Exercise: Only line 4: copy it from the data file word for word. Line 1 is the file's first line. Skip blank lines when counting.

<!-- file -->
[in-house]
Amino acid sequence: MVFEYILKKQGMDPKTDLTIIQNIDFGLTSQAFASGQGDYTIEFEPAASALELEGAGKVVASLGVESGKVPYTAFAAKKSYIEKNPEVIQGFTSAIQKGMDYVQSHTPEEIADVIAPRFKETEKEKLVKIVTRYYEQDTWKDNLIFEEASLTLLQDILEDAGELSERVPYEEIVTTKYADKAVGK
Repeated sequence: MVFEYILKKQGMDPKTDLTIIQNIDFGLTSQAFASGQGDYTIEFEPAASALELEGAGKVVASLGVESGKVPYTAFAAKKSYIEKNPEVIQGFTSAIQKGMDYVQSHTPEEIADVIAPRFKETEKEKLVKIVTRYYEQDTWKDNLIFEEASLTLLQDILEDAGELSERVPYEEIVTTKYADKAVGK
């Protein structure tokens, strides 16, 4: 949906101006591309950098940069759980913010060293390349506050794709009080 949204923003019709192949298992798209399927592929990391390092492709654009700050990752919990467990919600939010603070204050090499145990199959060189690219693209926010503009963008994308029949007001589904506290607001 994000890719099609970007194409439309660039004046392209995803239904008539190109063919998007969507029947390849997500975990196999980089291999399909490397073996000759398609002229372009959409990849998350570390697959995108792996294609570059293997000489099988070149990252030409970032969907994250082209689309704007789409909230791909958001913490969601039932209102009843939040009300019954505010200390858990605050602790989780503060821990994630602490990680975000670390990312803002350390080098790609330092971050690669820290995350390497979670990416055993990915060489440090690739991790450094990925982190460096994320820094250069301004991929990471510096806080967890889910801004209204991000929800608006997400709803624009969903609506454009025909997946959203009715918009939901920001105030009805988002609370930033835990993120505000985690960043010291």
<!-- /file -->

């Protein structure tokens, strides 16, 4: 949906101006591309950098940069759980913010060293390349506050794709009080 949204923003019709192949298992798209399927592929990391390092492709654009700050990752919990467990919600939010603070204050090499145990199959060189690219693209926010503009963008994308029949007001589904506290607001 994000890719099609970007194409439309660039004046392209995803239904008539190109063919998007969507029947390849997500975990196999980089291999399909490397073996000759398609002229372009959409990849998350570390697959995108792996294609570059293997000489099988070149990252030409970032969907994250082209689309704007789409909230791909958001913490969601039932209102009843939040009300019954505010200390858990605050602790989780503060821990994630602490990680975000670390990312803002350390080098790609330092971050690669820290995350390497979670990416055993990915060489440090690739991790450094990925982190460096994320820094250069301004991929990471510096806080967890889910801004209204991000929800608006997400709803624009969903609506454009025909997946959203009715918009939901920001105030009805988002609370930033835990993120505000985690960043010291």